Hell Is 57 Varieties
Endless choice was supposed to herald progress, but it’s only made us more miserable.
Sometimes it’s just hard to choose. You’re in a restaurant and the waiter has his pen at the ready. As you dither, he gradually begins to take a close interest in the ceiling, his fingernails, then in your dining partner with whom he conducts a silent eye-rolling conversation. Each dish on the menu becomes a blur as you roll your eyes up and down it in growing panic. Finally, you desperately plump for something that turns out to be braised foot in a pea-green sauce.
There are ways around this socially unacceptable dithering. In Craig Brown’s new book, This Is Craig Brown, he suggests that when in foreign climes and confronted by a menu in a language you don’t understand, you should always go for item number seven.
But Brown’s thought is intriguing because it suggests we need devices to protect us from our hopelessness at deciding between 57 barely differentiated varieties of stuff – be they TV channels, gourmet coffee, downloadable ring tones, perhaps ultimately even interchangeable lovers. This thought is inimical to our government’s philosophy, which suggests that greater choice over railways, electricity suppliers and education will make us happy. In my experience, they do anything but.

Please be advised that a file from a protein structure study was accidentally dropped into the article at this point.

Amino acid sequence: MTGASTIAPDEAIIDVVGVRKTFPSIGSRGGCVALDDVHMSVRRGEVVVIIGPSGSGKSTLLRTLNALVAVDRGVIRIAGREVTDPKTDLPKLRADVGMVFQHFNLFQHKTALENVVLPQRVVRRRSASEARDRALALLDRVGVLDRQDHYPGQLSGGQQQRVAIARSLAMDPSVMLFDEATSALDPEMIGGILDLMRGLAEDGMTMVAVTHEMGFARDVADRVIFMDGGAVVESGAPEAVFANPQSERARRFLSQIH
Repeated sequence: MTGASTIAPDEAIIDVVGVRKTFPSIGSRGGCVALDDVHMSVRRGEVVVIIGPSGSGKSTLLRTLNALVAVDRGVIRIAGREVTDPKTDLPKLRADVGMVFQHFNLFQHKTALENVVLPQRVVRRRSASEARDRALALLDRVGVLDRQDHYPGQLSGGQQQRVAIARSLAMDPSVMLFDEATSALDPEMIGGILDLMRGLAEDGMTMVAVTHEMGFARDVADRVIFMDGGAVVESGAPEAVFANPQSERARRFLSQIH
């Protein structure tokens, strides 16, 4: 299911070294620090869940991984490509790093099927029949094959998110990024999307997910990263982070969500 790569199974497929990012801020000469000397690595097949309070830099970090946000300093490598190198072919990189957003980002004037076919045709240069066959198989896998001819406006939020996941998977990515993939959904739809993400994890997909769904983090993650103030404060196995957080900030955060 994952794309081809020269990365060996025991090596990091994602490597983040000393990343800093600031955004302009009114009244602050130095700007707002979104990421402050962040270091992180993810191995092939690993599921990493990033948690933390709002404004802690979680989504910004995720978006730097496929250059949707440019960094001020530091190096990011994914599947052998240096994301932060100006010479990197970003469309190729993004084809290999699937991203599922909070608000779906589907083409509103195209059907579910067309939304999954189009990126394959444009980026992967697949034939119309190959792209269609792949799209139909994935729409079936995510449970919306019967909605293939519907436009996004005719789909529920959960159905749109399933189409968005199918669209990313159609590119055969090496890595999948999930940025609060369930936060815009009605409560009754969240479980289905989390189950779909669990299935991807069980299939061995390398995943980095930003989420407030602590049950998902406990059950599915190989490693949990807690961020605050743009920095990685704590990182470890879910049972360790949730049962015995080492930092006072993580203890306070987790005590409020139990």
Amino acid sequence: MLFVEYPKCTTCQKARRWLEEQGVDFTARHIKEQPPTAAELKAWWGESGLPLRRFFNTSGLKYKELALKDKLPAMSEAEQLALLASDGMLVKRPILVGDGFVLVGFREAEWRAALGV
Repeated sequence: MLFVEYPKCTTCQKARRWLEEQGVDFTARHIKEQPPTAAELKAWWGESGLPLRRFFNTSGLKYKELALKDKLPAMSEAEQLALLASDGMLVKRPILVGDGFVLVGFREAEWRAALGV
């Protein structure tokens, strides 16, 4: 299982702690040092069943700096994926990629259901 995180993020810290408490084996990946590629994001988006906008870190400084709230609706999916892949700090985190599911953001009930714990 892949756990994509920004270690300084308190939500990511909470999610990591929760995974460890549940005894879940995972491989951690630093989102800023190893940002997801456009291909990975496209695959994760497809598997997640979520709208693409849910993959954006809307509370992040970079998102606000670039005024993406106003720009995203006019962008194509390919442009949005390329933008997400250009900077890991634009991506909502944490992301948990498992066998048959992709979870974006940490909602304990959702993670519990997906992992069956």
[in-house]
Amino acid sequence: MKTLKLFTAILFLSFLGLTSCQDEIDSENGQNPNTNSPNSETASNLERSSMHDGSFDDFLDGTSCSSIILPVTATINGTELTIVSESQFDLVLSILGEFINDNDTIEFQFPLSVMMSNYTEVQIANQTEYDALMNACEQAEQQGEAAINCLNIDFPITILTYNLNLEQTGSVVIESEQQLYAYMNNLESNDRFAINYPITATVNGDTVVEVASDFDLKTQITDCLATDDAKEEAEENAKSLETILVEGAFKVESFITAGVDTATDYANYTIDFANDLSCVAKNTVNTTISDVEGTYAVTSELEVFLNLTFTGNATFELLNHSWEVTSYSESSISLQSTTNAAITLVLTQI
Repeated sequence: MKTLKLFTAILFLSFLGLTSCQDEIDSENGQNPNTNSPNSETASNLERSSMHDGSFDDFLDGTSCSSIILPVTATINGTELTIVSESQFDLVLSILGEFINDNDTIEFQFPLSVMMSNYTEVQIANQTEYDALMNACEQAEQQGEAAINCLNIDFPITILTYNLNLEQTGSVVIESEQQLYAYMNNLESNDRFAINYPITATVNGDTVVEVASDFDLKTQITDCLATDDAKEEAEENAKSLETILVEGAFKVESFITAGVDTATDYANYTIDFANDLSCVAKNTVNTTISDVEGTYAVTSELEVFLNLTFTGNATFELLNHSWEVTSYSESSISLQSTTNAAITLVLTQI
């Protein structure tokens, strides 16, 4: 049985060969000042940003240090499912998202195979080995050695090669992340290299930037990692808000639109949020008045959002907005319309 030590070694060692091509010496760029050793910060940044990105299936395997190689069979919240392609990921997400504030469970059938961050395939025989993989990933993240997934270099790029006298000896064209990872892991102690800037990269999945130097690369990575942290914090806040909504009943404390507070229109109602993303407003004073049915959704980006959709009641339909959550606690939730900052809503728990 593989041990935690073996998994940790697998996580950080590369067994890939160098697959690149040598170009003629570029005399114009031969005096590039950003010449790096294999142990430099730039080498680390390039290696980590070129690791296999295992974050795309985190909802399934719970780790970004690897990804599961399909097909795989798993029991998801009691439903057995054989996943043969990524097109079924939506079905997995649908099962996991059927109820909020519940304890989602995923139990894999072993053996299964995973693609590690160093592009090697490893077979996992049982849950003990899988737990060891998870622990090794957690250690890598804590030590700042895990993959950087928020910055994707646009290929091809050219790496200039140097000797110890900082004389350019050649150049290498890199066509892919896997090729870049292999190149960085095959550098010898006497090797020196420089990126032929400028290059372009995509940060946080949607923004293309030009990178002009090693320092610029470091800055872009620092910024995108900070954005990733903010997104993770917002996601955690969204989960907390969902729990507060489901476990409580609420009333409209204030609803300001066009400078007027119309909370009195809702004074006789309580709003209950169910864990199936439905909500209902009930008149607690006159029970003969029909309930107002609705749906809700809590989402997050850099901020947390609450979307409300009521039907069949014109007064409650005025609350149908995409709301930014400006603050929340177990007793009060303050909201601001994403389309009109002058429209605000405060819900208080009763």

True, that misery may not be very impressive to people who don’t have such luxury. If you live in Madagascar, say, where average life expectancy is below 40 and they don’t have digital TV or Starbucks, you might not be too impressed at the anxiety and perpetual stress our decision-making paralysis causes.
Choice wasn’t supposed to make people miserable. It was supposed to be the hallmark of self-determination that we so cherish in capitalist western society. But it palpably isn’t: ever more choice increases the feeling of missed opportunities, and this leads to self-blame when choices fail to meet expectations. What is to be done?
The Nobel laureate Herbert Simon said any firm that tried to make decisions that would maximise its returns would bankrupt itself in a never-ending search for the best option. Instead, they ‘satisfice,’ which means they content themselves with results that are ‘good enough.’ In business, it’s not the utility maximiser who is prized but the decision maker. In this context, to be a good decision maker does not mean that you make good decisions, just that you make a decision. Ditherers are the real pain, as any waiter will tell you.